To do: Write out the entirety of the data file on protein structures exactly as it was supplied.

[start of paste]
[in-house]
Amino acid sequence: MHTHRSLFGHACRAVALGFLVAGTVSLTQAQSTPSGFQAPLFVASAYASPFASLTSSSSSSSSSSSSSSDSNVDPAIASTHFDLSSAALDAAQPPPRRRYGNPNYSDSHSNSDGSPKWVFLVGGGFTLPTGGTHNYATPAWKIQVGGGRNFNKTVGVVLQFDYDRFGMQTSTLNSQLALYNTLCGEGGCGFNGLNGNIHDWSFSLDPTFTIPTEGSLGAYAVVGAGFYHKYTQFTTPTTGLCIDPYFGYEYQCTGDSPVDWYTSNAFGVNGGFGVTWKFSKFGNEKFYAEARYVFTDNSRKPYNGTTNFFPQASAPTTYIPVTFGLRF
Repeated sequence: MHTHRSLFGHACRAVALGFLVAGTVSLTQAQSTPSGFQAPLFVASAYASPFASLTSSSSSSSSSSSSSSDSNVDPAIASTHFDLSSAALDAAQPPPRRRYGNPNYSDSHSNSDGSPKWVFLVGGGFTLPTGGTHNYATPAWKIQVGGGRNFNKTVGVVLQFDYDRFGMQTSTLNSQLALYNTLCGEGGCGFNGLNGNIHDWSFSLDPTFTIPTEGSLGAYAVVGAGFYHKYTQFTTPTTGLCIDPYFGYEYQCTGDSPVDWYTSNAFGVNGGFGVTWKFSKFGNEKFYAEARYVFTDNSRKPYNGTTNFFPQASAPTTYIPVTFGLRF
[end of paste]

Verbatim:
[in-house]
Amino acid sequence: MHTHRSLFGHACRAVALGFLVAGTVSLTQAQSTPSGFQAPLFVASAYASPFASLTSSSSSSSSSSSSSSDSNVDPAIASTHFDLSSAALDAAQPPPRRRYGNPNYSDSHSNSDGSPKWVFLVGGGFTLPTGGTHNYATPAWKIQVGGGRNFNKTVGVVLQFDYDRFGMQTSTLNSQLALYNTLCGEGGCGFNGLNGNIHDWSFSLDPTFTIPTEGSLGAYAVVGAGFYHKYTQFTTPTTGLCIDPYFGYEYQCTGDSPVDWYTSNAFGVNGGFGVTWKFSKFGNEKFYAEARYVFTDNSRKPYNGTTNFFPQASAPTTYIPVTFGLRF
Repeated sequence: MHTHRSLFGHACRAVALGFLVAGTVSLTQAQSTPSGFQAPLFVASAYASPFASLTSSSSSSSSSSSSSSDSNVDPAIASTHFDLSSAALDAAQPPPRRRYGNPNYSDSHSNSDGSPKWVFLVGGGFTLPTGGTHNYATPAWKIQVGGGRNFNKTVGVVLQFDYDRFGMQTSTLNSQLALYNTLCGEGGCGFNGLNGNIHDWSFSLDPTFTIPTEGSLGAYAVVGAGFYHKYTQFTTPTTGLCIDPYFGYEYQCTGDSPVDWYTSNAFGVNGGFGVTWKFSKFGNEKFYAEARYVFTDNSRKPYNGTTNFFPQASAPTTYIPVTFGLRF